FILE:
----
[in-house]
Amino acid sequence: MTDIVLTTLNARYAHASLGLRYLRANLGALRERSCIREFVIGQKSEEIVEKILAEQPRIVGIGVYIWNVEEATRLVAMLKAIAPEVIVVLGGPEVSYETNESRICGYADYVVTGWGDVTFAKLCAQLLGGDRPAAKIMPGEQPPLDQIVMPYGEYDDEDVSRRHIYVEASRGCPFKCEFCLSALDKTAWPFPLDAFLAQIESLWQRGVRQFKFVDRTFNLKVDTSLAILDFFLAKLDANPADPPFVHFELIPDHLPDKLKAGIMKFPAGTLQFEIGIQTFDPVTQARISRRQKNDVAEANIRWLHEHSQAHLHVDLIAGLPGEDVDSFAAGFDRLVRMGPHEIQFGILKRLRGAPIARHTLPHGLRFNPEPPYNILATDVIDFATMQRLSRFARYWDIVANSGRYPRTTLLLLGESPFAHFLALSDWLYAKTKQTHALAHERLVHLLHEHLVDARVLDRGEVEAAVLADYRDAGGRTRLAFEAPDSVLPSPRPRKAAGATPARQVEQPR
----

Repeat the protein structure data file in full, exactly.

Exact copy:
[in-house]
Amino acid sequence: MTDIVLTTLNARYAHASLGLRYLRANLGALRERSCIREFVIGQKSEEIVEKILAEQPRIVGIGVYIWNVEEATRLVAMLKAIAPEVIVVLGGPEVSYETNESRICGYADYVVTGWGDVTFAKLCAQLLGGDRPAAKIMPGEQPPLDQIVMPYGEYDDEDVSRRHIYVEASRGCPFKCEFCLSALDKTAWPFPLDAFLAQIESLWQRGVRQFKFVDRTFNLKVDTSLAILDFFLAKLDANPADPPFVHFELIPDHLPDKLKAGIMKFPAGTLQFEIGIQTFDPVTQARISRRQKNDVAEANIRWLHEHSQAHLHVDLIAGLPGEDVDSFAAGFDRLVRMGPHEIQFGILKRLRGAPIARHTLPHGLRFNPEPPYNILATDVIDFATMQRLSRFARYWDIVANSGRYPRTTLLLLGESPFAHFLALSDWLYAKTKQTHALAHERLVHLLHEHLVDARVLDRGEVEAAVLADYRDAGGRTRLAFEAPDSVLPSPRPRKAAGATPARQVEQPR